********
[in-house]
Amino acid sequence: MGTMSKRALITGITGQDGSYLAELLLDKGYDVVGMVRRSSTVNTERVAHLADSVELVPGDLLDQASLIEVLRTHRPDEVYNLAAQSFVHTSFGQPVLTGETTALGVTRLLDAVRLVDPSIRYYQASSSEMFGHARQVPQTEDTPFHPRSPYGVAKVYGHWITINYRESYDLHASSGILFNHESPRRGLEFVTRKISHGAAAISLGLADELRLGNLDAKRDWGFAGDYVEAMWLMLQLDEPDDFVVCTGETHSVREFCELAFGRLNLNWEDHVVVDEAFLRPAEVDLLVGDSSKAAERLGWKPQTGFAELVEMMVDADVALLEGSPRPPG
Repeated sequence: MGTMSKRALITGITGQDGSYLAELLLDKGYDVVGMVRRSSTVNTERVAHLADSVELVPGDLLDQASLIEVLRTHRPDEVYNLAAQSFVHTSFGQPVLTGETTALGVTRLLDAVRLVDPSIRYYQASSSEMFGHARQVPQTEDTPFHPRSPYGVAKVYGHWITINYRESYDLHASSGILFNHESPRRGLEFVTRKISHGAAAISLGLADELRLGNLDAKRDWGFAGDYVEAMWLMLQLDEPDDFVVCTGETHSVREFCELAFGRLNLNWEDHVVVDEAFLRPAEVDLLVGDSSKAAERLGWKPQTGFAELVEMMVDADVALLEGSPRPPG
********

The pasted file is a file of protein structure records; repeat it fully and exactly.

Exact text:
[in-house]
Amino acid sequence: MGTMSKRALITGITGQDGSYLAELLLDKGYDVVGMVRRSSTVNTERVAHLADSVELVPGDLLDQASLIEVLRTHRPDEVYNLAAQSFVHTSFGQPVLTGETTALGVTRLLDAVRLVDPSIRYYQASSSEMFGHARQVPQTEDTPFHPRSPYGVAKVYGHWITINYRESYDLHASSGILFNHESPRRGLEFVTRKISHGAAAISLGLADELRLGNLDAKRDWGFAGDYVEAMWLMLQLDEPDDFVVCTGETHSVREFCELAFGRLNLNWEDHVVVDEAFLRPAEVDLLVGDSSKAAERLGWKPQTGFAELVEMMVDADVALLEGSPRPPG
Repeated sequence: MGTMSKRALITGITGQDGSYLAELLLDKGYDVVGMVRRSSTVNTERVAHLADSVELVPGDLLDQASLIEVLRTHRPDEVYNLAAQSFVHTSFGQPVLTGETTALGVTRLLDAVRLVDPSIRYYQASSSEMFGHARQVPQTEDTPFHPRSPYGVAKVYGHWITINYRESYDLHASSGILFNHESPRRGLEFVTRKISHGAAAISLGLADELRLGNLDAKRDWGFAGDYVEAMWLMLQLDEPDDFVVCTGETHSVREFCELAFGRLNLNWEDHVVVDEAFLRPAEVDLLVGDSSKAAERLGWKPQTGFAELVEMMVDADVALLEGSPRPPG